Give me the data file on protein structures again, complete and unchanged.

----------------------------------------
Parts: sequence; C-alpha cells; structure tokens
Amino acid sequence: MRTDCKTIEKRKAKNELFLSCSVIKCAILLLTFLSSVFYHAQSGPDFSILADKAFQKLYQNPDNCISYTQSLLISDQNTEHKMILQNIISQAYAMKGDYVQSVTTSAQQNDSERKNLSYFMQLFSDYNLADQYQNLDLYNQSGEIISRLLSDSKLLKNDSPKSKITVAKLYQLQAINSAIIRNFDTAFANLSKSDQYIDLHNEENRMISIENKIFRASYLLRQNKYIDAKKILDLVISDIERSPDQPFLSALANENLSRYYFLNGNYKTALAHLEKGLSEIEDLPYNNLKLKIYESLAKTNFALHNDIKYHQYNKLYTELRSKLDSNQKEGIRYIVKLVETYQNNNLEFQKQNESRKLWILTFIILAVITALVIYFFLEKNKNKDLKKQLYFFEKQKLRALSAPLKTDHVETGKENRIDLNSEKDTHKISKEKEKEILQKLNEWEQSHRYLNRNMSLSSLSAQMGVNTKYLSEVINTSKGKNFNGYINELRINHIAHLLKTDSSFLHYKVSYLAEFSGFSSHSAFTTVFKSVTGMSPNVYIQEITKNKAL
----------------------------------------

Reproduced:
Parts: sequence; C-alpha cells; structure tokens
Amino acid sequence: MRTDCKTIEKRKAKNELFLSCSVIKCAILLLTFLSSVFYHAQSGPDFSILADKAFQKLYQNPDNCISYTQSLLISDQNTEHKMILQNIISQAYAMKGDYVQSVTTSAQQNDSERKNLSYFMQLFSDYNLADQYQNLDLYNQSGEIISRLLSDSKLLKNDSPKSKITVAKLYQLQAINSAIIRNFDTAFANLSKSDQYIDLHNEENRMISIENKIFRASYLLRQNKYIDAKKILDLVISDIERSPDQPFLSALANENLSRYYFLNGNYKTALAHLEKGLSEIEDLPYNNLKLKIYESLAKTNFALHNDIKYHQYNKLYTELRSKLDSNQKEGIRYIVKLVETYQNNNLEFQKQNESRKLWILTFIILAVITALVIYFFLEKNKNKDLKKQLYFFEKQKLRALSAPLKTDHVETGKENRIDLNSEKDTHKISKEKEKEILQKLNEWEQSHRYLNRNMSLSSLSAQMGVNTKYLSEVINTSKGKNFNGYINELRINHIAHLLKTDSSFLHYKVSYLAEFSGFSSHSAFTTVFKSVTGMSPNVYIQEITKNKAL